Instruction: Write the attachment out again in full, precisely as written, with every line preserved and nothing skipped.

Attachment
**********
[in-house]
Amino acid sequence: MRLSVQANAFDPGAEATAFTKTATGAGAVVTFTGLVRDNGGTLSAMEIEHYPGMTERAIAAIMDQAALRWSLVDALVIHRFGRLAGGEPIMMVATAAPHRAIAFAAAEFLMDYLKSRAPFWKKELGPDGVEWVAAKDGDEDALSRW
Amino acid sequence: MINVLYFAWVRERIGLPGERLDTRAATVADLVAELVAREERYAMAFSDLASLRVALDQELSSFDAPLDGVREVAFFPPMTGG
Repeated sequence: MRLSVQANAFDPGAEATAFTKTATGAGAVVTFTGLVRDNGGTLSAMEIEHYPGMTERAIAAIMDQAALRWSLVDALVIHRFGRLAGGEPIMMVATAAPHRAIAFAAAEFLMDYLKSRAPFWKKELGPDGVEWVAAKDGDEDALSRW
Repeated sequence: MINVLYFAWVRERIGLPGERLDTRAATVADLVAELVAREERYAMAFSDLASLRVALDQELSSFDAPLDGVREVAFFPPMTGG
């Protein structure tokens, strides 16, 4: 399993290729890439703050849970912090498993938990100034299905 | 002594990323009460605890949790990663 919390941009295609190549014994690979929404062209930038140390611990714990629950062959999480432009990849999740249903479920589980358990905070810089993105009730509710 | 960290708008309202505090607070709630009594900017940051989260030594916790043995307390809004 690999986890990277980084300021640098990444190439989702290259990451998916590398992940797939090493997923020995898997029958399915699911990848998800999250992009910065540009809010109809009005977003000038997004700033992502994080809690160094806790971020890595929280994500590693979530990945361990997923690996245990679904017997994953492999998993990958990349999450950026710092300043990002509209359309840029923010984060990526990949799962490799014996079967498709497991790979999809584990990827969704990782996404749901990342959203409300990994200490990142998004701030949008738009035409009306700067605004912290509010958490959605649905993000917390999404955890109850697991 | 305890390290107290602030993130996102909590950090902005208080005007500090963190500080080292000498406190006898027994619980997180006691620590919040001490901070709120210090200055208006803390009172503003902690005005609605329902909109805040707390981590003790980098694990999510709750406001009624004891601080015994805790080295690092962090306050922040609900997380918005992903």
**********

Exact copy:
[in-house]
Amino acid sequence: MRLSVQANAFDPGAEATAFTKTATGAGAVVTFTGLVRDNGGTLSAMEIEHYPGMTERAIAAIMDQAALRWSLVDALVIHRFGRLAGGEPIMMVATAAPHRAIAFAAAEFLMDYLKSRAPFWKKELGPDGVEWVAAKDGDEDALSRW
Amino acid sequence: MINVLYFAWVRERIGLPGERLDTRAATVADLVAELVAREERYAMAFSDLASLRVALDQELSSFDAPLDGVREVAFFPPMTGG
Repeated sequence: MRLSVQANAFDPGAEATAFTKTATGAGAVVTFTGLVRDNGGTLSAMEIEHYPGMTERAIAAIMDQAALRWSLVDALVIHRFGRLAGGEPIMMVATAAPHRAIAFAAAEFLMDYLKSRAPFWKKELGPDGVEWVAAKDGDEDALSRW
Repeated sequence: MINVLYFAWVRERIGLPGERLDTRAATVADLVAELVAREERYAMAFSDLASLRVALDQELSSFDAPLDGVREVAFFPPMTGG
């Protein structure tokens, strides 16, 4: 399993290729890439703050849970912090498993938990100034299905 | 002594990323009460605890949790990663 919390941009295609190549014994690979929404062209930038140390611990714990629950062959999480432009990849999740249903479920589980358990905070810089993105009730509710 | 960290708008309202505090607070709630009594900017940051989260030594916790043995307390809004 690999986890990277980084300021640098990444190439989702290259990451998916590398992940797939090493997923020995898997029958399915699911990848998800999250992009910065540009809010109809009005977003000038997004700033992502994080809690160094806790971020890595929280994500590693979530990945361990997923690996245990679904017997994953492999998993990958990349999450950026710092300043990002509209359309840029923010984060990526990949799962490799014996079967498709497991790979999809584990990827969704990782996404749901990342959203409300990994200490990142998004701030949008738009035409009306700067605004912290509010958490959605649905993000917390999404955890109850697991 | 305890390290107290602030993130996102909590950090902005208080005007500090963190500080080292000498406190006898027994619980997180006691620590919040001490901070709120210090200055208006803390009172503003902690005005609605329902909109805040707390981590003790980098694990999510709750406001009624004891601080015994805790080295690092962090306050922040609900997380918005992903």